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tion to prove from the text as it now stands), it is to be supposed, that he did not think it necessary to be very exact in his doctrinal terms, when employed in converting a heathen; but in some things, even to concede to his feelings, that he might gain him over to the cardinal points. Accordingly, you may find many expressions there, of which heretics now take great advantage, such as creature,' 'made,' and the like. So again, many statements which he has made concerning the Incarnation, are referred to the Divine Nature of the Son by those who do not skilfully enter into his meaning; as, indeed, is the very expression in question which they have circulated."
I will here again instance a parallel use of the Economy on the part of Athanasius himself, and will avail myself of the words of the learned Petavius. “Even Athanasius," he says, “whose very gift it was, above all other Fathers, to possess a clear and accurate knowledge of the Catholic doctrine concerning the Trinity, so that all succeeding antagonists of Arianism may be truly said to have derived their powers and their arguments from him, even this keen and vigilant champion of orthodoxy, in arguing with the Gentiles for the Divinity and incarnation of the Word, urges them with considerations drawn from their own philosophical notions concerning Him. Not that he was ignorant how unlike orthodoxy, and how like Arianism, such notions were, but he bore in mind the necessity of favourably disposing the minds of the Gentiles to listen to his teaching; and he was aware that it was one thing to lay the rudiments of the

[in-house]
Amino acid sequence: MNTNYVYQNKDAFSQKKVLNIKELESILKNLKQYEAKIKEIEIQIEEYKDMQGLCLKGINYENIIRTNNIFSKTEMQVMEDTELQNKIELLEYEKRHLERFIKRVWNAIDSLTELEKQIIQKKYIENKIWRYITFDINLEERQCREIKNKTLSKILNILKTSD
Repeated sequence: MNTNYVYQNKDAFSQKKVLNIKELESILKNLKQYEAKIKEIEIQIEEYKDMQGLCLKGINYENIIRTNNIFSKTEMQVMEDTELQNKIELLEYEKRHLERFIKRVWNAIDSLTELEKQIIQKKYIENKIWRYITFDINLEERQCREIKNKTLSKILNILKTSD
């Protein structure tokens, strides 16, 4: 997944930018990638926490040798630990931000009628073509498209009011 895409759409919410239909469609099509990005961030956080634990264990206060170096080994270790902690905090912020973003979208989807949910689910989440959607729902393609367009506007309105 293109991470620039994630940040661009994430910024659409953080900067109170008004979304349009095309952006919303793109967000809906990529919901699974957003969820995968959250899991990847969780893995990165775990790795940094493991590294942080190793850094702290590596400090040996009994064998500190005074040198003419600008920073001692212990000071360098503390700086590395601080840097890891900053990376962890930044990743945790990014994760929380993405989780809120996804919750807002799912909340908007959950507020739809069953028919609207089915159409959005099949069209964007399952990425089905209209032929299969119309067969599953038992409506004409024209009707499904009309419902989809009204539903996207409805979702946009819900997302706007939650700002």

4 Basil. Epist. ccx. $ 5.'
faith in an ignorant or heathen mind, and another to defend the faith against heretics, or to teach it dogmatically. For instance, in answering their objection to the Divine Word having taken flesh, which especially offended them, he bids them consider whether they are not inconsistent in dwelling upon this, while they themselves believe that there is a Divine Word, the presiding principle and soul of the world, through the movements of which He is visibly displayed ; 'for what (he asks) does Christianity say more than that the Word has presented Himself to the inspection of our senses by the instrumentality of a body?' And yet it is certain that the Father and the pervading Word of the Platonists, differed materially from the Sacred Persons of the Trinity, as we hold the doctrine, and Athanasius too, in every page of his writings 6."